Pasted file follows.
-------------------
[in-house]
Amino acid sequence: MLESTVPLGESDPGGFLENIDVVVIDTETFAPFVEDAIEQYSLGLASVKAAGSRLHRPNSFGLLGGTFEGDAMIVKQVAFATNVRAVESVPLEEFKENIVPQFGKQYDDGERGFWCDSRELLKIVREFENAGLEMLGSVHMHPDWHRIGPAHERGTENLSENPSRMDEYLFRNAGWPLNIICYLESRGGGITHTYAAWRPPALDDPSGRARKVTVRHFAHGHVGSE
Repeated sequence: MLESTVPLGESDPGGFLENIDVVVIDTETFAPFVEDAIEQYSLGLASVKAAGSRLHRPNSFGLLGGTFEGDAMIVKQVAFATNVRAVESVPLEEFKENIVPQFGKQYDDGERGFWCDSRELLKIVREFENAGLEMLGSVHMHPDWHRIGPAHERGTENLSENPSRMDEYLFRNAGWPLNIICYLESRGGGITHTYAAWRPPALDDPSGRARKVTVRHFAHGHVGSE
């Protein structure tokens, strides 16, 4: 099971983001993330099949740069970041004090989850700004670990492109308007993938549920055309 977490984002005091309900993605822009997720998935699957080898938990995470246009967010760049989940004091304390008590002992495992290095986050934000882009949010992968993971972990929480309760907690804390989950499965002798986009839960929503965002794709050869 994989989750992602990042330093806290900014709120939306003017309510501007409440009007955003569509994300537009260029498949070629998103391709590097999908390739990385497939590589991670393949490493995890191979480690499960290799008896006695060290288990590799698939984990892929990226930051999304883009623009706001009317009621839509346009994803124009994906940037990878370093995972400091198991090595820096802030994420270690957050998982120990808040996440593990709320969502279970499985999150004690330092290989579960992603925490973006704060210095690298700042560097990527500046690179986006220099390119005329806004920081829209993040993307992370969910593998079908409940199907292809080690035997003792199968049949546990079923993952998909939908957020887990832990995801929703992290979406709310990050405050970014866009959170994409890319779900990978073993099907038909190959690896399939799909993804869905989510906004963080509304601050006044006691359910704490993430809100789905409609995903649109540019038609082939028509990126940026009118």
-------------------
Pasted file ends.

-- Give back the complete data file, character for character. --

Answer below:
[in-house]
Amino acid sequence: MLESTVPLGESDPGGFLENIDVVVIDTETFAPFVEDAIEQYSLGLASVKAAGSRLHRPNSFGLLGGTFEGDAMIVKQVAFATNVRAVESVPLEEFKENIVPQFGKQYDDGERGFWCDSRELLKIVREFENAGLEMLGSVHMHPDWHRIGPAHERGTENLSENPSRMDEYLFRNAGWPLNIICYLESRGGGITHTYAAWRPPALDDPSGRARKVTVRHFAHGHVGSE
Repeated sequence: MLESTVPLGESDPGGFLENIDVVVIDTETFAPFVEDAIEQYSLGLASVKAAGSRLHRPNSFGLLGGTFEGDAMIVKQVAFATNVRAVESVPLEEFKENIVPQFGKQYDDGERGFWCDSRELLKIVREFENAGLEMLGSVHMHPDWHRIGPAHERGTENLSENPSRMDEYLFRNAGWPLNIICYLESRGGGITHTYAAWRPPALDDPSGRARKVTVRHFAHGHVGSE
């Protein structure tokens, strides 16, 4: 099971983001993330099949740069970041004090989850700004670990492109308007993938549920055309 977490984002005091309900993605822009997720998935699957080898938990995470246009967010760049989940004091304390008590002992495992290095986050934000882009949010992968993971972990929480309760907690804390989950499965002798986009839960929503965002794709050869 994989989750992602990042330093806290900014709120939306003017309510501007409440009007955003569509994300537009260029498949070629998103391709590097999908390739990385497939590589991670393949490493995890191979480690499960290799008896006695060290288990590799698939984990892929990226930051999304883009623009706001009317009621839509346009994803124009994906940037990878370093995972400091198991090595820096802030994420270690957050998982120990808040996440593990709320969502279970499985999150004690330092290989579960992603925490973006704060210095690298700042560097990527500046690179986006220099390119005329806004920081829209993040993307992370969910593998079908409940199907292809080690035997003792199968049949546990079923993952998909939908957020887990832990995801929703992290979406709310990050405050970014866009959170994409890319779900990978073993099907038909190959690896399939799909993804869905989510906004963080509304601050006044006691359910704490993430809100789905409609995903649109540019038609082939028509990126940026009118």